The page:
The days of only being able to use plastic zip bags are over! There are some wonderful silicone-style zipper bags on the market today.

I really like these heavy-duty silicone storage bags for freezing (related: Freezing Strawberries Freezing Cherries, and Freezing Peas) because they are air-tight and the bottom flattens out to make them easier to fill.

That being said, they are not kid-friendly at all! There is zero chance my preschooler could open or close these bags and he would lose the closure piece in a hot second.

For kid-friendly zipper bags, I prefer the Stasher brand bags. Stasher bags come in all sizes and can also be great for freezing items, but they really shine in their kid-friendliness.

Stasher can also be used for sous vide, microwaving or reheating food. Think: making a batch of rice, freezing in individual portions, and then reheating it in the microwave in the bag.

Stasher can be purchased on Target, on Amazon, or even via Thrive.

silicone zipper bags

Best Zero Waste Food Storage For Kids

Kids man. Kids are like destructo-bots! And I have boys, so anything that has survived daily use is something I highly recommend.

Both of my boys use YumBoxes for their lunches. We have had this smaller version for five years and recently added this larger one once my (now) ten-year-old got to third grade.

Yumboxes are made of BPA-free plastic and are leakproof. That means you can fill one compartment with applesauce or yogurt and it won’t make your sandwich soggy.

The leakproof lid also means that cut fruit doesn’t brown. You can slice up some apples the night before and have very little oxidation by lunch the next day.

We also have two Lunchbots boxes for the kids that I snagged at Goodwill for $5 for both! These are the perfect size for snacks or light lunches.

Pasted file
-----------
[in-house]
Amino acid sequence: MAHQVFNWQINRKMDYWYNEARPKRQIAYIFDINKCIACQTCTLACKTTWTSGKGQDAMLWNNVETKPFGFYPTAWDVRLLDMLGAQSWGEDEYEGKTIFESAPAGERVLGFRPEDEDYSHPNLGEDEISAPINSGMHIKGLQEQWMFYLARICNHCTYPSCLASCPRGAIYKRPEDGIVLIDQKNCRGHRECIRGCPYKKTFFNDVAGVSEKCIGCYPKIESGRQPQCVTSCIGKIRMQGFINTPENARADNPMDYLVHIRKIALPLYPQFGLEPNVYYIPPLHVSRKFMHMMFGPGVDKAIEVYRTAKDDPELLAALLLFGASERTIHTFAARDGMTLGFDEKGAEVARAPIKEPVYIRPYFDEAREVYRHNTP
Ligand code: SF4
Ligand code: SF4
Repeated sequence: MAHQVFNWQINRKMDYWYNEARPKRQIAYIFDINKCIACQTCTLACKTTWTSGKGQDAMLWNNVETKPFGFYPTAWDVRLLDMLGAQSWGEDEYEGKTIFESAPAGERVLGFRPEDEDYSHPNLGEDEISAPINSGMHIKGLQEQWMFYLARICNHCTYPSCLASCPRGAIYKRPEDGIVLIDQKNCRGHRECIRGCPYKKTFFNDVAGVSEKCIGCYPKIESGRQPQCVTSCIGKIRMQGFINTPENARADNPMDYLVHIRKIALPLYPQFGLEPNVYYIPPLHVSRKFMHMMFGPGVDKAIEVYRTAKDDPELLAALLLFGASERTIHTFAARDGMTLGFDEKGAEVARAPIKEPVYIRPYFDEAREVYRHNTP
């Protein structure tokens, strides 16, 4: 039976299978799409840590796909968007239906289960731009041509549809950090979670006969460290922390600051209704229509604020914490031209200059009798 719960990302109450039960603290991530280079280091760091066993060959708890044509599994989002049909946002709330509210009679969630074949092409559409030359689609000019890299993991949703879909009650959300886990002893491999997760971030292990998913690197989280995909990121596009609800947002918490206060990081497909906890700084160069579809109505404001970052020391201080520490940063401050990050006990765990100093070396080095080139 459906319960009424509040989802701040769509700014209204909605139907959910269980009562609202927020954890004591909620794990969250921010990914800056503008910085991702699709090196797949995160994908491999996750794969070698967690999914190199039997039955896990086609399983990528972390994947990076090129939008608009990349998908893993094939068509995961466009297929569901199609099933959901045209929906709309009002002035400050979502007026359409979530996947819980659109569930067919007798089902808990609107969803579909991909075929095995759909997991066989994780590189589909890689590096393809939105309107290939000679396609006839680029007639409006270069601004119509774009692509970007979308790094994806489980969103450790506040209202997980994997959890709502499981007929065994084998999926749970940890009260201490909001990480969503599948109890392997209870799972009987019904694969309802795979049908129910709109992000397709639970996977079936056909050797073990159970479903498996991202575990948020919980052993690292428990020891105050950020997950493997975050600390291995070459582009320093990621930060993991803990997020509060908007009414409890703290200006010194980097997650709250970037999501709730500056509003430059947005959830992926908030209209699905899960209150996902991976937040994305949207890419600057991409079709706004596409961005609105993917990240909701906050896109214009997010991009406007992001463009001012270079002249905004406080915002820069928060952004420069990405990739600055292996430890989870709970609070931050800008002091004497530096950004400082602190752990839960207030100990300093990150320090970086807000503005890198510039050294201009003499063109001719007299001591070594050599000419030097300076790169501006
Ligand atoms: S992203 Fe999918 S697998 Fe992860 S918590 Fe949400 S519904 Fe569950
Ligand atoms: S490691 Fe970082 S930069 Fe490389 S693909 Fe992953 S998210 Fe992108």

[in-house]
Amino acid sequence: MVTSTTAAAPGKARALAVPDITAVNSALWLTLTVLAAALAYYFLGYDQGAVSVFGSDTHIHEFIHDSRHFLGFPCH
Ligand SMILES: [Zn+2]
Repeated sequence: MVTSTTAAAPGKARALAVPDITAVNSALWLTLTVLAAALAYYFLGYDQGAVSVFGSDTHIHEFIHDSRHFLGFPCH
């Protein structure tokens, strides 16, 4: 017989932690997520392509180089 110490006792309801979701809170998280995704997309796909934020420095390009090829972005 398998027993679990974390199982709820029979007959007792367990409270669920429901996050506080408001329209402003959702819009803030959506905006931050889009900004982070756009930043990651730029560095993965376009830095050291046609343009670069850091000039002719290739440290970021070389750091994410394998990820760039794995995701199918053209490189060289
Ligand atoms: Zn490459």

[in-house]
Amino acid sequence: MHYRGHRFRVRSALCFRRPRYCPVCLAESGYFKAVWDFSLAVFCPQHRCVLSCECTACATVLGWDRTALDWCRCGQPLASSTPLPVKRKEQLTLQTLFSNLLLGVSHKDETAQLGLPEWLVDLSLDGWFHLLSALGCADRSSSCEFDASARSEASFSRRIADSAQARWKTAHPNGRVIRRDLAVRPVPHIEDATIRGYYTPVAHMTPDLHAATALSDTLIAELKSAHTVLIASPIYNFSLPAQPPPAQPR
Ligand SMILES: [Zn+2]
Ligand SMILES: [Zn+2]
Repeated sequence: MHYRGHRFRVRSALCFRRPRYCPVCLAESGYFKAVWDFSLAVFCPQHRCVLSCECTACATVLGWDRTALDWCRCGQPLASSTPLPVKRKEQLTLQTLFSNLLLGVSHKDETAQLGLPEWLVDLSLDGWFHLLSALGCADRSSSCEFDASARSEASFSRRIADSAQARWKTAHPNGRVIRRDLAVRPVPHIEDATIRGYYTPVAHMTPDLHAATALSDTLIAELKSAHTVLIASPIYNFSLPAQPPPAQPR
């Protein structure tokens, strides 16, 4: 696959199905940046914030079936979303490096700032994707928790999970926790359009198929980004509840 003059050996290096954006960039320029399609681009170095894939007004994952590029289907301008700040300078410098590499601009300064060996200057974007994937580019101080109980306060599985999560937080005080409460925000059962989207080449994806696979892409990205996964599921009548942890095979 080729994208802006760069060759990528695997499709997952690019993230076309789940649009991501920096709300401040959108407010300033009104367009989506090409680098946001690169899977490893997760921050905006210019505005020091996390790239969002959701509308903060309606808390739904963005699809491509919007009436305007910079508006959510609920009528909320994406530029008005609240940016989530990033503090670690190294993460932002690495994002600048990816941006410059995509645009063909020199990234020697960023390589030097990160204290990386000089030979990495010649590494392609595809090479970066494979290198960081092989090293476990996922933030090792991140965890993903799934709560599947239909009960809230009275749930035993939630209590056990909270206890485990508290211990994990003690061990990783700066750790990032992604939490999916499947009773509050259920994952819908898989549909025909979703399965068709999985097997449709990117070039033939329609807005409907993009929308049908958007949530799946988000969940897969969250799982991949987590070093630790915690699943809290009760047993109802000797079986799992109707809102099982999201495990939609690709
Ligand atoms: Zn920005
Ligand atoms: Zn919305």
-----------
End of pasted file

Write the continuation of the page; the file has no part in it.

As mentioned above, I prefer Stasher silicone bags in place of plastic baggies. This brand is the most kid-friendly I have found.

While I always keep a box of yogurt tubes in our basement freezer for last-minute preschool class parties, I really hate the idea of my kids using these on a daily basis.

We love to freeze homemade Easy Instant Pot Yogurt in these reusable silicone molds for homemade yogurt tubes. The kids love them frozen because they feel like they’re getting dessert. I love them frozen because I hate messes and frozen yogurt almost never spills.

Applesauce pouches are like pure kid crack. We make applesauce every fall (related: Canning Applesauce) and have a reusable pouch just like this one. They’re very easy to clean and are dishwasher safe. Ours is six years old at this point.

These little homemade reusable snack bags are great for small snacks and treats. If you have even basic sewing skills, you can make some of these bags in under 15 minutes.

different kid-safe reusable containers for zero waste food storage

What About Takeout?

Ordering food to go usually means styrofoam, plastic bags, and plastic utensils. Transitioning to reusable products doesn’t mean you can no longer eat out!

We simply take our reusable containers to restaurants we love and give them to the staff when we place the order. We’ve never had a single restaurant refuse to put our food in these containers.

Other diners waiting for their orders have often been surprised you can bring your own containers. Almost everyone I’ve ever talked to about it tells me they’re bringing their own stuff next time.

Some restaurants will give you a small discount, a bit more food for free, or even a little add on item for bringing your own zero waste food storage.

If you’re dining in, still bring some containers. If you’re like me and always want to take half the food home for leftovers, bring a glass or stainless steel container to the restaurant.

Reusable Water Bottles

My husband Troy: “we have too many of these Liberty bottleworks bottles“.

Me: “YOU DON’T KNOW MY LIFE”!

My waterbottle love runs deep and I won’t apologize for it. I fell in love with Liberty bottles years ago and now all our family members rock different styles and sizes of reusable bottles. 

We love their standard bottles but will all fight over their double-walled insulated bottles. True story: three days ago I filled a bottle with half water and half ice and stuck it in my car. Yesterday afternoon, my husband took a drink from it and said “how is this still cold”?